On This Day

Abbie Rowe/National Parks Service
The first photograph of President John F. Kennedy at his desk in the Oval Office.

On This Day: Kennedy Defeats Nixon in Presidential Election

November 08, 2011 05:00 AM
by findingDulcinea Staff
On Nov. 8, 1960, John F. Kennedy defeated Richard Nixon in one of the closest and most contentious presidential elections in American history.

The Election of 1960

John F. Kennedy, the junior senator from Massachusetts, defeated Vice President Richard M. Nixon by just 0.1 percent in the popular vote, and the results of the electoral vote were still uncertain on Tuesday night.

The New York Times called the election for Kennedy before midnight on Tuesday, one of the first papers to call the election. In its Thursday edition, after much of Tuesday night’s confusion had settled, the Times recounted, “Just about midnight a slow process of attrition set in that whittled away at his ‘sure’ win until, in the dramatic hours of the early morning, it was clear that this was the closest election in generations.”

The results in numerous states were still uncertain on Wednesday morning (including California, which Senator Kennedy led, but lost after the counting of absentee ballots), but it was clear that Senator Kennedy had won the requisite electoral votes, largely thanks to narrow victories in Illinois and Texas. Sixteen states would be decided by just 2.5 percent or less (by comparison, only seven states were this close in the similarly contentious 2000 election), 13 of which were won by Senator Kennedy.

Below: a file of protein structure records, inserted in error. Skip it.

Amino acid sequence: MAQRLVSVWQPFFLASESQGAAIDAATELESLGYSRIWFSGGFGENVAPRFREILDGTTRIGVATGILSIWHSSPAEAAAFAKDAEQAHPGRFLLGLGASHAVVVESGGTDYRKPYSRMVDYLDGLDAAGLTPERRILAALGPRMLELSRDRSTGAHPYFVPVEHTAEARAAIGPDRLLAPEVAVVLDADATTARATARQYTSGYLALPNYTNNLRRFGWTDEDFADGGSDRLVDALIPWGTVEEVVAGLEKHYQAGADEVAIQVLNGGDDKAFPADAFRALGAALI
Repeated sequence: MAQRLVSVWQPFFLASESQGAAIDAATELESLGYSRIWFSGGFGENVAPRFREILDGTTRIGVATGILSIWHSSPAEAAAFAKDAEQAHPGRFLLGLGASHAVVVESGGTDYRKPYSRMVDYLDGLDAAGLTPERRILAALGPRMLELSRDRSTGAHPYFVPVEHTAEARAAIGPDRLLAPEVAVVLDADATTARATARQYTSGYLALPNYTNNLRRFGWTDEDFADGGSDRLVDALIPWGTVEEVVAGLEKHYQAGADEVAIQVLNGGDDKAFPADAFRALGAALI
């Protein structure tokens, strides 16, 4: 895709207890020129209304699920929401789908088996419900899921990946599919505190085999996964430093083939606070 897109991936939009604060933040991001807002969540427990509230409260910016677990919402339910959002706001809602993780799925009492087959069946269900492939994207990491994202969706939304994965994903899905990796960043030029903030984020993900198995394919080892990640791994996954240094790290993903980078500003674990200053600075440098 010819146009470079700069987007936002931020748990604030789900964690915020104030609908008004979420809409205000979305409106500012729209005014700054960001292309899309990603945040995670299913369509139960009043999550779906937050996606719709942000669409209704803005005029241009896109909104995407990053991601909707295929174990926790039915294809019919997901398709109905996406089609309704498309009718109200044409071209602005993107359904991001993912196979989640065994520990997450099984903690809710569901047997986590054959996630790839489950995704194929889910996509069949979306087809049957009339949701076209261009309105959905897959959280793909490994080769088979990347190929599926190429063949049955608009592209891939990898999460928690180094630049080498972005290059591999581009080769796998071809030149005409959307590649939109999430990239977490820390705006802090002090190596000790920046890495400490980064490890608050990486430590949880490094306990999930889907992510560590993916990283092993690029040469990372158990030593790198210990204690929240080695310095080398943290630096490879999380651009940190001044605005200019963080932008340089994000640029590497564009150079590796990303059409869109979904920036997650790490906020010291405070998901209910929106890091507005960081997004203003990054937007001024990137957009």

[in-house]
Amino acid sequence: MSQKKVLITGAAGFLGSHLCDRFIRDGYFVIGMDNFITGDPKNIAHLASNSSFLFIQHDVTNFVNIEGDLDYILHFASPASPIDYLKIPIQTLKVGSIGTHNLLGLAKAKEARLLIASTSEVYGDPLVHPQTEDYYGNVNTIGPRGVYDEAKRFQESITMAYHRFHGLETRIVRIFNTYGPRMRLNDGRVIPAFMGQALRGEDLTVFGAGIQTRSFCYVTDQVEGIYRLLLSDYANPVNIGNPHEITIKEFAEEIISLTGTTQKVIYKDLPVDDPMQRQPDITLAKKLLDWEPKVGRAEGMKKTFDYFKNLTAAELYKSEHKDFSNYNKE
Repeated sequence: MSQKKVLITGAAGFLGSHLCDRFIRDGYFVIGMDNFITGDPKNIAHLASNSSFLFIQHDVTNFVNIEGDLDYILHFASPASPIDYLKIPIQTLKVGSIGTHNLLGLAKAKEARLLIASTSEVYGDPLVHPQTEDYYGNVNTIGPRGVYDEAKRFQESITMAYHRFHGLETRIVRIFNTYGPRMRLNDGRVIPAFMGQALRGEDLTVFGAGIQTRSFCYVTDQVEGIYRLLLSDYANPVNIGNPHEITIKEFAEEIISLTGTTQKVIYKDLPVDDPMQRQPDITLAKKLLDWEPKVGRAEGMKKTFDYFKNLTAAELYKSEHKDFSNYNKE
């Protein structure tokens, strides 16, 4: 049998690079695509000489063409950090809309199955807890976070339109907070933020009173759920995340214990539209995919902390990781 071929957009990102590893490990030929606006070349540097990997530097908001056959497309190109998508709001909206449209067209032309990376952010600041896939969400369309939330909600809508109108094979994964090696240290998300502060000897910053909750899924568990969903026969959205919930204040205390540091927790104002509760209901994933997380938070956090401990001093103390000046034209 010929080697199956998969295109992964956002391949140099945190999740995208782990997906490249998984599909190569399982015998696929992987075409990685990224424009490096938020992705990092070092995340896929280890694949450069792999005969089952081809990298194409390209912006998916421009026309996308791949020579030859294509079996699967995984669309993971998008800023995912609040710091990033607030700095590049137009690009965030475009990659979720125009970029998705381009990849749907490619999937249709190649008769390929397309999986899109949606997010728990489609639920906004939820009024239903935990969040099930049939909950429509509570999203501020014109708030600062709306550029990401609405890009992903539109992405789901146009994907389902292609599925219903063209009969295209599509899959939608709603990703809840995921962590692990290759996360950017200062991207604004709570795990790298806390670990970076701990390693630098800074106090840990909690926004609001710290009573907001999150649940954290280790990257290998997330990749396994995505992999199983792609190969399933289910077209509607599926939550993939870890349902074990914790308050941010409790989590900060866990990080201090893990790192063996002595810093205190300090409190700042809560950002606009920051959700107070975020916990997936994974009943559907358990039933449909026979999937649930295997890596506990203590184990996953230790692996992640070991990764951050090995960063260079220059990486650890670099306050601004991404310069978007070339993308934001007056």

Many Republicans alleged that Senator Kennedy had won Illinois, Texas and other states fraudulently. Cook County, Illinois, controlled by Chicago Mayor Richard Daley, a Kennedy supporter, was notorious for voter fraud and there were accounts that dead people had been counted as voters. Texas, the home of Senator Kennedy’s running mate, Lyndon Johnson, had counties with more votes than registered voters.

Vice President Nixon declared that he did not want to dispute the results, though his supporters pursue recounts or legal actions in 11 states. Courts did not allow for widespread recounts in Illinois and Texas, and there was never any danger of Senator Kennedy losing the presidency. Many historians agree that there was extensive voter fraud in Cook County, though it is uncertain if it changed the results. In Texas, where Senator Kennedy won by a larger margin, it is unlikely that any voter fraud made a difference.

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